Ingredients: 3 ozs of castor sugar, the rind of two limes (or one lemon) grated, 1½ oz of flour, four whites of eggs (Indian.)
Method: Beat the whites of the eggs to a firm froth, stir into it the sugar and lemon-rind, lastly add the flour, and spread the mixture on a greased tin very thinly, about as thick as the back of a knife. Bake in a quick oven and cut into small pieces, or cut in long pieces, and roll up while warm.
The name ‘tronchines’ set me hunting. I found only a very few references to them in the usual sources, but was delighted that one of the first that did turn up was in a newspaper from my home town of Brisbane. The recipe, as you will see below, is essentially the same as the example in The Times of India. It was in a feature headed ‘Swiss Cakes.’
These are small thin cakes, available to serve with ices or stewed fruit.
Take 3 oz. of castor sugar, 1½ oz. flour, and the grated rind of a lemon, together with the whites only of three eggs. Whisk the latter to a stiff froth, stir in the sugar, and lemon rind, lastly the flour. Spread on tins, which have been rubbed with white wax, to the thickness of the back of a knife, and bake. Cut in squares before they are quite cold, and leave to stiffen.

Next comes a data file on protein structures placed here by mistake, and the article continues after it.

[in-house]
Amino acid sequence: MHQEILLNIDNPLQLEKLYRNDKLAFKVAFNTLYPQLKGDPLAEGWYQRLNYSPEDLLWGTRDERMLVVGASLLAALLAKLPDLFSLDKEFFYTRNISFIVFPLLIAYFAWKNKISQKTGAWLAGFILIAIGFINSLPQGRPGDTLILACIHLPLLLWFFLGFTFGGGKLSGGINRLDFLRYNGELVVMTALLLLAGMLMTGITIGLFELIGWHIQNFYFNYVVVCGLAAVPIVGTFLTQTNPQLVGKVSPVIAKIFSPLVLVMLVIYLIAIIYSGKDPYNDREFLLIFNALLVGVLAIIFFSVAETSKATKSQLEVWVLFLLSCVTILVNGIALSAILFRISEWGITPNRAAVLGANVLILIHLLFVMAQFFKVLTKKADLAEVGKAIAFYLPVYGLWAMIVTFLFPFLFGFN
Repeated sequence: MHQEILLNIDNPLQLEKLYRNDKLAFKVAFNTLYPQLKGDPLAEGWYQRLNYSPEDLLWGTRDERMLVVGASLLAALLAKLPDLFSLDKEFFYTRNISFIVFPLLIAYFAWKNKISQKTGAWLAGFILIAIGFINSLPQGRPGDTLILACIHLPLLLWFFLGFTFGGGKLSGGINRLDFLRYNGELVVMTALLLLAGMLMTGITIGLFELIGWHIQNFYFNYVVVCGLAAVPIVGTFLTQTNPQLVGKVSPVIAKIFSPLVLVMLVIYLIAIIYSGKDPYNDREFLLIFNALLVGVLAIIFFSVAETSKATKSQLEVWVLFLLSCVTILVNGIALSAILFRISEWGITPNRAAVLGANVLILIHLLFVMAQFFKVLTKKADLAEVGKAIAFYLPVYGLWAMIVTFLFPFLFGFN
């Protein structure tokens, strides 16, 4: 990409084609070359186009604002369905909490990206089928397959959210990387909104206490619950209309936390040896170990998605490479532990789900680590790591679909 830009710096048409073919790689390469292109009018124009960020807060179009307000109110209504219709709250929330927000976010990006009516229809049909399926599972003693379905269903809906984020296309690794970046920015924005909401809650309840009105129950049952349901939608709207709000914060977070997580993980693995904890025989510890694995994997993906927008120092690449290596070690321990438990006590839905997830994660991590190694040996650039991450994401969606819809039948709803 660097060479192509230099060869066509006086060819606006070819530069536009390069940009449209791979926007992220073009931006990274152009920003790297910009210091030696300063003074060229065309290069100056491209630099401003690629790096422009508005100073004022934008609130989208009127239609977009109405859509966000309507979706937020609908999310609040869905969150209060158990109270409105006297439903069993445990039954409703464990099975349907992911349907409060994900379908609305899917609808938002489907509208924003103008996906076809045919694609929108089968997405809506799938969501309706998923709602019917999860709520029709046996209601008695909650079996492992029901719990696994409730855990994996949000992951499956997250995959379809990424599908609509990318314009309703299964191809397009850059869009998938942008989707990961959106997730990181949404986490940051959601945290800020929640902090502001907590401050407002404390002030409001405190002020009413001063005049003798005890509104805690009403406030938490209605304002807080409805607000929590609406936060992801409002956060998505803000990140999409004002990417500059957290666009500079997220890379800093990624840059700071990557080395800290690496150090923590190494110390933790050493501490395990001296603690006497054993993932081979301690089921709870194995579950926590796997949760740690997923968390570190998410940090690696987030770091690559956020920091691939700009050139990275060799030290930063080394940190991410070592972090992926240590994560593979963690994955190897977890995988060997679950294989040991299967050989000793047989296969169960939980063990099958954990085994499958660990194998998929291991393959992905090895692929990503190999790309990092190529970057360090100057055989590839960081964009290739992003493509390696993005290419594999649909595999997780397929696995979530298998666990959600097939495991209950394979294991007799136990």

The Brisbane Courier, February 15, 1911
I would love to find out more about these cakes. Are they Swiss? And what is the origin of the name – who or what is a ‘tronchine’? if you know them or cook them, please let us know.
Quotation for the Day.
When I walk into my kitchen today, I am not alone. Whether we know it or not, none of us is. We bring fathers and mothers and kitchen tables, and every meal we have ever eaten. Food is never just food. It's also a way of getting at something else: who we are, who we have been, and who we want to be.
Molly Wizenberg, A Homemade Life.